No. Most minimum wage employers are service-sector businesses that are tied to a state because that is where their customers are—businesses like fast food, retail stores, and home health care services, for example.
Indeed, a New York Times profile of businesses on either side of the Washington/Idaho border (at a time when Washington’s minimum wage was nearly $3 higher than Idaho’s) found that businesses in Washington were flourishing, despite predictions that the higher minimum wage would send jobs and businesses fleeing across the state line. A similar recounting can be found in a report on Bloomberg.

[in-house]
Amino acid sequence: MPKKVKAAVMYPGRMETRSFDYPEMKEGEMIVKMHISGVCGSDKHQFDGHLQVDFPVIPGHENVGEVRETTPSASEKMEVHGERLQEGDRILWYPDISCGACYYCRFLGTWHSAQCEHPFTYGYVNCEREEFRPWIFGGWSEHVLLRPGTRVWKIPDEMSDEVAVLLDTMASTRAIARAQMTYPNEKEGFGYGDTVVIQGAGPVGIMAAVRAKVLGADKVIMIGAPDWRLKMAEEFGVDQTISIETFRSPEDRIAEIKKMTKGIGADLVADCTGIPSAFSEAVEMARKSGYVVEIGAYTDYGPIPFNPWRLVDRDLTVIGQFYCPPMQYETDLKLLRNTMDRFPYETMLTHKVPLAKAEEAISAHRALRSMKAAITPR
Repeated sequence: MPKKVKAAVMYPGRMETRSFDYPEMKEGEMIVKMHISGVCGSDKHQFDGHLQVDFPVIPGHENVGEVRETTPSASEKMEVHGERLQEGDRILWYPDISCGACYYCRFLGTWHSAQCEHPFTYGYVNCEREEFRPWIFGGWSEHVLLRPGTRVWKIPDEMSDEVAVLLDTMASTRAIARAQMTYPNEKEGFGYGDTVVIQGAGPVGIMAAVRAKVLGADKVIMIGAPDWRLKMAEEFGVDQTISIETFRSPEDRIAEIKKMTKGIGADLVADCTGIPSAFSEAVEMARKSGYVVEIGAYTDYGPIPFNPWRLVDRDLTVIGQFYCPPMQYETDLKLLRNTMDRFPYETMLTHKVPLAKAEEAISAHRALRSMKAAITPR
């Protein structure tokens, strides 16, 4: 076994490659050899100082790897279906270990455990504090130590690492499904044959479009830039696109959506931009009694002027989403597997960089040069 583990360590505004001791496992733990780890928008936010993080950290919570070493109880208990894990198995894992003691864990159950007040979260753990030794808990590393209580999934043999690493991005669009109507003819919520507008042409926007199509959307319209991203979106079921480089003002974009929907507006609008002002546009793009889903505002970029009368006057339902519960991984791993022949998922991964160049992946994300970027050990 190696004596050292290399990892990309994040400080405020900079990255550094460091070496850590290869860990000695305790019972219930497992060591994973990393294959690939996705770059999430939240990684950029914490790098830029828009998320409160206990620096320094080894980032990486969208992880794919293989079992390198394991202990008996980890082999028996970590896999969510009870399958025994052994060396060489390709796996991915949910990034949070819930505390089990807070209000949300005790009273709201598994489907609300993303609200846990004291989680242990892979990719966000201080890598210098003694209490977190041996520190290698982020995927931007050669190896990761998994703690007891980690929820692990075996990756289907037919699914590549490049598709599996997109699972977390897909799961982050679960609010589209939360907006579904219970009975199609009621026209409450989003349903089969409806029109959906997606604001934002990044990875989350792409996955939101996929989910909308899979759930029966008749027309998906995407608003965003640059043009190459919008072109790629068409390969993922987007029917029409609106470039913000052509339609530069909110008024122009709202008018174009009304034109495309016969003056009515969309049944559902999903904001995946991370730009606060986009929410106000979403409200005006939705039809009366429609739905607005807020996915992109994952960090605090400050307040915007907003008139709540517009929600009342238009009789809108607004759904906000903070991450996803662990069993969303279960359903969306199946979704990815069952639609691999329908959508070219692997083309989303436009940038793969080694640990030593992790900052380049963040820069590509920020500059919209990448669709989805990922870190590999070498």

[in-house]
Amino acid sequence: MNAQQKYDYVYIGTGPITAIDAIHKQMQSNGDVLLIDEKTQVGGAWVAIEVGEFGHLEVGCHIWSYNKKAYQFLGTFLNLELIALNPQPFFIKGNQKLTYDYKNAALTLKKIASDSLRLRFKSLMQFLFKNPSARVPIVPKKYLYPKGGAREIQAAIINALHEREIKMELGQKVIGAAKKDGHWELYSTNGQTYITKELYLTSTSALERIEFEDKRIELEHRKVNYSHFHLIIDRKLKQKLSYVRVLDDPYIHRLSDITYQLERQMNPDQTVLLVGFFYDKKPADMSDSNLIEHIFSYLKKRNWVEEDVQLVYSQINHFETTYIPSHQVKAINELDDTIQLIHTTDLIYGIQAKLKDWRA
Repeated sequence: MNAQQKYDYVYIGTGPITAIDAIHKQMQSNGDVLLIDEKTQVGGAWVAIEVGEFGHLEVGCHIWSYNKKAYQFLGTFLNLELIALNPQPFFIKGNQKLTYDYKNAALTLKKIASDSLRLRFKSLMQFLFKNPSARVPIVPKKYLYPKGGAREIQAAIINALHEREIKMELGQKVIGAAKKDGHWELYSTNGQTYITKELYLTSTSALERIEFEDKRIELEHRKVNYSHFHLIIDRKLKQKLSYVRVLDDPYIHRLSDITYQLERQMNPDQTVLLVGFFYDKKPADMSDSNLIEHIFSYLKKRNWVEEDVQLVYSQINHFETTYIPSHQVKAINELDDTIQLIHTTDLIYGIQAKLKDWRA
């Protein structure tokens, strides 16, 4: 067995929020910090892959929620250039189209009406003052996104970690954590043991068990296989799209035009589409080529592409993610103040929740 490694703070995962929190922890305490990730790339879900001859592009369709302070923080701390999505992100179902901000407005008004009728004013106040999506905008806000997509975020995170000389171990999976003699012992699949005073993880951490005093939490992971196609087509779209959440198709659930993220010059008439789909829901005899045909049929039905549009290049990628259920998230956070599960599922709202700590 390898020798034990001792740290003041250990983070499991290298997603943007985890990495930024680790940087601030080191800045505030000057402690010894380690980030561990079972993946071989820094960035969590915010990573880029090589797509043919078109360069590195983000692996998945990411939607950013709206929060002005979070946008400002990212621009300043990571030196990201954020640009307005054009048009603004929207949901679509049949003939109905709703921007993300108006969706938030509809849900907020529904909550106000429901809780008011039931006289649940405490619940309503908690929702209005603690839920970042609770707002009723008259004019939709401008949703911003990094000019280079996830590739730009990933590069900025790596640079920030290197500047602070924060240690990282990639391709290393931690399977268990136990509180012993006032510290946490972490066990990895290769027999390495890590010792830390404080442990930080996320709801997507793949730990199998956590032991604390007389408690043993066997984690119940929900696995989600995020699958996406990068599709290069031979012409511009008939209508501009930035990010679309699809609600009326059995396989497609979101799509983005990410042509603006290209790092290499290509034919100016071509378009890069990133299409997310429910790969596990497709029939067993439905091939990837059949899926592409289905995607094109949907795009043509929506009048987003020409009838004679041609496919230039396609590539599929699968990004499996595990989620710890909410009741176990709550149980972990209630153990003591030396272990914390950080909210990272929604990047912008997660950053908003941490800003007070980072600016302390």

In addition, a 2010 study by economists at the University of Massachusetts, University of North Carolina, and University of California provides further evidence. The study compared employment data among every pair of neighboring U.S. counties that straddle a state border and had differing minimum wage levels at any time between 1990 and 2006, and found that minimum wage increases did not cost jobs.